Unless your new business is a one-person shop, you will need to hire others to perform services for your business.

Hiring Employees

When you hire employees for your business, you must comply with a host of applicable federal and state laws and regulations.  For example, you will need to obtain a federal level Employer Identification Number (EIN) (also referred to as a Federal Tax Identification Number) and certain state level identification numbers.  You will need to complete and maintain various forms and records in connection with the hiring process, including tax withholding forms and work eligibility verification records.

Business.gov summarizes the basic steps you will need to follow in Ten Steps to Hiring Your First Employee.  The U.S. Department of Labor also maintains a useful page called the Employment Law Guide.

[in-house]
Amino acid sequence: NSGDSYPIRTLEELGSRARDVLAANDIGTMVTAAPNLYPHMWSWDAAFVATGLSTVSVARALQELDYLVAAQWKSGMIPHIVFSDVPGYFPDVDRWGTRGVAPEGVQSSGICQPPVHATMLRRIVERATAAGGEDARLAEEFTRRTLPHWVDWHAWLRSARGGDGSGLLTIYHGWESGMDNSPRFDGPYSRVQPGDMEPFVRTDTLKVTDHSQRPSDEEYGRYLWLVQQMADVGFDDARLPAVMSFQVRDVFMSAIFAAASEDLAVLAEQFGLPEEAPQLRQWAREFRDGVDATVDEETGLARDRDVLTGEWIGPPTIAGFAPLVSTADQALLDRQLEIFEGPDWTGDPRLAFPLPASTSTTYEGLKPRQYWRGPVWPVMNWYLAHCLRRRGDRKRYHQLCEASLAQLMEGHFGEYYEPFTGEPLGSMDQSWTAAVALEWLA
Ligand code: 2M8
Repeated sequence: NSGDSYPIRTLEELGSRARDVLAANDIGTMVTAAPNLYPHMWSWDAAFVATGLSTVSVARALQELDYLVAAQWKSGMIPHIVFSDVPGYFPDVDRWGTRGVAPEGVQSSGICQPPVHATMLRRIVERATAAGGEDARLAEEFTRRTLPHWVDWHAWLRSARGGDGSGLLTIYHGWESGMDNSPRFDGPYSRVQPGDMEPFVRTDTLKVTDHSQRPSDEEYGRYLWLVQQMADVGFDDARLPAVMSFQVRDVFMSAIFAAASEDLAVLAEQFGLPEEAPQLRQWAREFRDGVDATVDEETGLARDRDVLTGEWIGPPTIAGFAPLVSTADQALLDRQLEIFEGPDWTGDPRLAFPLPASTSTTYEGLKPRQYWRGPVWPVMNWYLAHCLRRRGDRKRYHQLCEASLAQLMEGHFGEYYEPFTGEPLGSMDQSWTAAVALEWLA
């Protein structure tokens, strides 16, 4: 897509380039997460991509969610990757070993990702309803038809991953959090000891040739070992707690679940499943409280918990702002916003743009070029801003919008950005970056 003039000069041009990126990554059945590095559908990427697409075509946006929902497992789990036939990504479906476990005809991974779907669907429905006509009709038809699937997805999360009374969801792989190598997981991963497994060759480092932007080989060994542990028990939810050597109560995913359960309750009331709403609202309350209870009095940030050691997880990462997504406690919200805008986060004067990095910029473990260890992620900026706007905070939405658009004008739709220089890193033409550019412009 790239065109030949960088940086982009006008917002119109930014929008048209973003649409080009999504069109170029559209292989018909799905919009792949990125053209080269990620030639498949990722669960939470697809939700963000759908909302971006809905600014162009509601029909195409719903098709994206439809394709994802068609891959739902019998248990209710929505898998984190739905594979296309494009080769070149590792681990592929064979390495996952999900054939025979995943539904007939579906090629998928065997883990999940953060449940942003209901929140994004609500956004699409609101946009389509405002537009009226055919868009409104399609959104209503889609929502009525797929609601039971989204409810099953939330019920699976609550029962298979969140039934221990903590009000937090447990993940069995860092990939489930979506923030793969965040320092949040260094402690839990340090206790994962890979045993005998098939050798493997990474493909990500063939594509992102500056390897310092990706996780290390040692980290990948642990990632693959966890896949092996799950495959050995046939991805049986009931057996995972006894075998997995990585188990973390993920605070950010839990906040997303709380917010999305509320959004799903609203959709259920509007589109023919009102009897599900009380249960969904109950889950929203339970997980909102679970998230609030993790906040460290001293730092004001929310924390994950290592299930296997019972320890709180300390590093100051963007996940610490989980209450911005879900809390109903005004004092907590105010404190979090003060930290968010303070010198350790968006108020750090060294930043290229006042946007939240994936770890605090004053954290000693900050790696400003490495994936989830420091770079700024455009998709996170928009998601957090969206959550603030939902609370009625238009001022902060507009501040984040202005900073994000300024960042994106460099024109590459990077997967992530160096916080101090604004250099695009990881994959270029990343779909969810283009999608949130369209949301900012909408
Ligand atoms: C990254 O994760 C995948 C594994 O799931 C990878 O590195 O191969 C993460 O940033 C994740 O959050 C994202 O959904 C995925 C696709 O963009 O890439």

Employee or Independent Contractor?

A vital decision for any business, whether new or established, is making the proper determination of whether to treat a worker as an “employee” or as an “independent contractor.”  If an independent contractor is later found to be an “employee” for federal and/or state law purposes, your company may face serious financial consequences.

Please review our Employee or Independent Contractor? page for more details.

Equity Incentives

Many start-up companies use equity incentives to compensate, recruit and retain executives and employees. Equity compensation, typically in the form of restricted stock or stock options, serves to align the interests of employees and stockholders, as it incents employees to contribute to the long-term growth of a company without depleting a company’s cash resources.

Please review our summary of commonly used stock-based compensation techniques and corresponding 83(b) memorandum which summarizes the U.S. federal tax consequences of purchasing restricted stock.